"Being able to save their life so they can live, I think is rewarding. Any of them would do it for me."

Two days ago I finished reading Sebastien Junger‘s War (amazon | kobo), his recounting of the time he spent in the mountains of eastern Afghanistan embedded with a single platoon. For those two days I have not been able to stop thinking about the book, and the men.

Second platoon are described in the book as “the tip of the spear. They’re the main effort for the company, and the company is the main effort for the battalion, and the battalion is the main effort for the brigade.” They occupy serious, dangerous ground, with soldiers living rough in little more than sandbags and temporary walls dug into hillsides, constantly fighting the Taliban for control of a remote valley.

I won’t get into much more detail than that. But the fact that I burned through 268 pages in a week (and it’s not like I can usually find much time to read for fun) and can’t stop imagining this place I’ve never seen should tell you how compelling it is. I’m desperate to watch Restrepo (imdb | rotten tomatoes), a documentary by Junger and photographer Tim Heatherington about their time with second platoon and one of the top-rated movies of last year, so that I can put faces to names.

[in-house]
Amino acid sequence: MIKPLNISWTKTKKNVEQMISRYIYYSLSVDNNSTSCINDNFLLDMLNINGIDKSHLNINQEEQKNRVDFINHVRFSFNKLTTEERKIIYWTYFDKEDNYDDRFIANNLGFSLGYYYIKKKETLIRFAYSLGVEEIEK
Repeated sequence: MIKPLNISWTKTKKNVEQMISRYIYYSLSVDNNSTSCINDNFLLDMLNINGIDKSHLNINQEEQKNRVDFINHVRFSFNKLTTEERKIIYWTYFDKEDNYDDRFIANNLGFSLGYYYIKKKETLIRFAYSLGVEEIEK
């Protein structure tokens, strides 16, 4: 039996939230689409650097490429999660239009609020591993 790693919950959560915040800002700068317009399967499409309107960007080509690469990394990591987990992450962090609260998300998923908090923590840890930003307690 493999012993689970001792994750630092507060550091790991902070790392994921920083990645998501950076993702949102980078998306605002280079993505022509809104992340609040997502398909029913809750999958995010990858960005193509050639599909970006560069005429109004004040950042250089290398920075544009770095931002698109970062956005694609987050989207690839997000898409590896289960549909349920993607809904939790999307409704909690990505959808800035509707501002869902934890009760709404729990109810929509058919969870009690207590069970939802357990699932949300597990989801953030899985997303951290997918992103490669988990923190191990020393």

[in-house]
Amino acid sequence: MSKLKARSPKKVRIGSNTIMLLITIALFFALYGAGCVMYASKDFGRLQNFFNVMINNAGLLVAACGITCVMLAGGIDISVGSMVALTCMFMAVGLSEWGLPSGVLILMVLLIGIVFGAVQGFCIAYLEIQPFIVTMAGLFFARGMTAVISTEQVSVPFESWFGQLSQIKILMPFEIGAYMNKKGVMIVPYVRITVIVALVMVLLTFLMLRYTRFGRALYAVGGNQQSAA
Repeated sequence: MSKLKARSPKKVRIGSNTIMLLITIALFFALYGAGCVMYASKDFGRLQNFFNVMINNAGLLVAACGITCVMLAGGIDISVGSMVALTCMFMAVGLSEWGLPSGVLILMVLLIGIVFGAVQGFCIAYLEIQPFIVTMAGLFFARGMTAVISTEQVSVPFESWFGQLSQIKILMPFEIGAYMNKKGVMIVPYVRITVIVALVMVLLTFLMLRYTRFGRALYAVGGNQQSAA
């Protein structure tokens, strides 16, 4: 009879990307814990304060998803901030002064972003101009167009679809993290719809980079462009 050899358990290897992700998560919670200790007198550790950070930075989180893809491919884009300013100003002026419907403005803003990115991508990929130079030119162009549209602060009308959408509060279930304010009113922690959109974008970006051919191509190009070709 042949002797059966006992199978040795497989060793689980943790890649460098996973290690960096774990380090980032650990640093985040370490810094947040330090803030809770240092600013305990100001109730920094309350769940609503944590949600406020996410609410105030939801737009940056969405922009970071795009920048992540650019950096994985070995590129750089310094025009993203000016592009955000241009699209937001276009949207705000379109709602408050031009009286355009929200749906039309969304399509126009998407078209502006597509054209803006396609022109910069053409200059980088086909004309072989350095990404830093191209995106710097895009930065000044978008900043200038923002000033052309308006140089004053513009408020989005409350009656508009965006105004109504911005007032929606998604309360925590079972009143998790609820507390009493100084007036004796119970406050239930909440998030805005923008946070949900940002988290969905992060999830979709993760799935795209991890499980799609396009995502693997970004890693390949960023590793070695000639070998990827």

4 responses to “"Being able to save their life so they can live, I think is rewarding. Any of them would do it for me."

  1. It was a great book, I found it more insightful than the documentary, but it is a good way to understand the landscape and living conditions they had. It seemed to me that the movie was a little out of sequence with the book, but maybe I just misremembered it. Still no wonder these guys have a hard time adjusting back to life outside of a uniform…

  2. Pingback: “But what is so outrageous is that this isn’t about Pat. This is about what they did to a nation.” – Skirl | Dan Dickinson·

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